Development Directorate. This is used to support the design team which meets monthly or more

frequently as required to develop the design and cost plans. Once the project has progressed to site

Core team meetings are held which include the Project Manager, Quantity Surveyor and contractor.

Refer to attached example of the reporting structure for Penarth Learning Community.

Vale of Glamorgan Council


7.2 Project management

Outline the procurement plans and proposals for project management of

band A projects if successful.

The Vale of Glamorgan Council has a framework of consultants in place for its three priority secondary

schools. The framework was procured to put together a design team which could deliver the individual

requirements for each school whilst also ensuring that all learning and best practice was passed

between the schemes. The selected consultants/design team have successfully delivered Cowbridge

Comprehensive school on time and on budget and have already transferred many lessons learnt to the

Penarth Learning Community.

The current procurement strategy for the development of the Penarth Learning Community is via an

OJEU notice for the appointment of a contractor to develop the design following completion of RIBA

Stage D through to commencement on site and the construction and completion of the building. It is

also the intention that post stage D, the architect will be appointed directly by the successful contractor

who will then develop the design. This method of procurement has been used successfully for the

redevelopment of Cowbridge Comprehensive School and it is therefore intended to utilise a similar

method of procurement in relation to the proposals for the Penarth Learning Community.

It is considered prudent to run the OJEU process in parallel with the ongoing discussions with other

authorities as at present there are no defined programme dates for the start of the collaborative

framework. However, within the tender documentation, reference has been made to the potential

implementation of a South East Wales framework and one of the conditions of the notice is that the

Council reserves the right to transfer the project in to any framework that may come in to existence. A

key aspect of the assessment criteria for the bids is the assessment of quality cost criteria. The issue of

best value has been around for a number of years and the issue of challenging lowest price as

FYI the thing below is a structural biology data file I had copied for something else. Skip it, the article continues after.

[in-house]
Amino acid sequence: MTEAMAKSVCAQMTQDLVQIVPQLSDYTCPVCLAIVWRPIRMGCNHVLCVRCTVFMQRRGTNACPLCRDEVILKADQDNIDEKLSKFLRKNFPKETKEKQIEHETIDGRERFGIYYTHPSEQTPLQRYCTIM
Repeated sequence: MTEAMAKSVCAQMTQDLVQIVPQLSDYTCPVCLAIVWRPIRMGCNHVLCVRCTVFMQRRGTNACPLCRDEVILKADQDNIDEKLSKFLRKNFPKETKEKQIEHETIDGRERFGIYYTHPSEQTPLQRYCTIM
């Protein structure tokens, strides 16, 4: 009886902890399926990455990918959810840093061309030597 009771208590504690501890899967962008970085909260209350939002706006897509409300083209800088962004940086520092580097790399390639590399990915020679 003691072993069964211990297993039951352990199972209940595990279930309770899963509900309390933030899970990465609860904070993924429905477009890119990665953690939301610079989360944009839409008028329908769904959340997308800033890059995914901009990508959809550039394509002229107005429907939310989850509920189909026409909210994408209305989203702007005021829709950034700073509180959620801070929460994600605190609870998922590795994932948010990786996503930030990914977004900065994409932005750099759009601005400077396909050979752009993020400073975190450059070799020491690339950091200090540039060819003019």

delivering best value was high on the agenda. Clearly it was necessary to look at the whole package

that the contractor was delivering and to this end the Vale adopted an approach for the procurement of

Cowbridge Comprehensive of assessing tenders on a 70% quality/ 30% cost basis. Despite the

economic downturn, it is still the Council’s firmly held belief that the criteria should not change

dramatically, to avoid a return to the practice whereby lowest cost was considered best value.

The Vale operates all its projects under a corporate project management system which has governance

arrangements and an approval process with key milestone sign-offs required for commencement of the

next stage. The project management system also includes reviews by other areas of the authority such

as the Corporate Asset Management Group, the External Funding and Sustainability groups. It ensures

that all projects have a named project manager and project sponsor who must be at Operational

Manager level or above.

The Penarth Learning Community project has a project board as well as a user group and design

meeting schedule which ensures that all key project members can be directly involved in the project.

Davis Langdon have been appointed to lead the design team, consisting of HLM architects and ARUPs.

Their key project management responsibilities include development of the master programme,

monitoring of programme and costs and chairing the relevant groups. The external project manager

from Davis Langdon works very closely with the Vale's project team. This organisation structure has

proven to work effectively on the delivery of Cowbridge Comprehensive school.

Vale of Glamorgan Council


7.3 Roles and responsibilities

Please list the roles and responsibilities of all members of the programme team, any external

advisers and their roles. In accordance with best practice, the programme should have a

named Senior Responsible Owner (SRO), who takes ownership of the programme and is

responsible for its direction.

Bryan Jeffreys – Director of Education and Life Long Learning and Senior Responsible Owner

Responsible for the development and delivery of the Council’s strategic vision for education within the

Vale of Glamorgan.

Sian Davies – Director of Finance ICT and Property Vale of Glamorgan Council

Responsible for the development and delivery of the Council’s financial function including provision of

capital funding.

Paula Ham - Head of Strategic Planning & Performance Directorate of Learning and Development.

Responsible for strategic planning of school places and investment in schools. Directs the School

Organisation and Access team responsible for work associated with statutory proposals. Responsible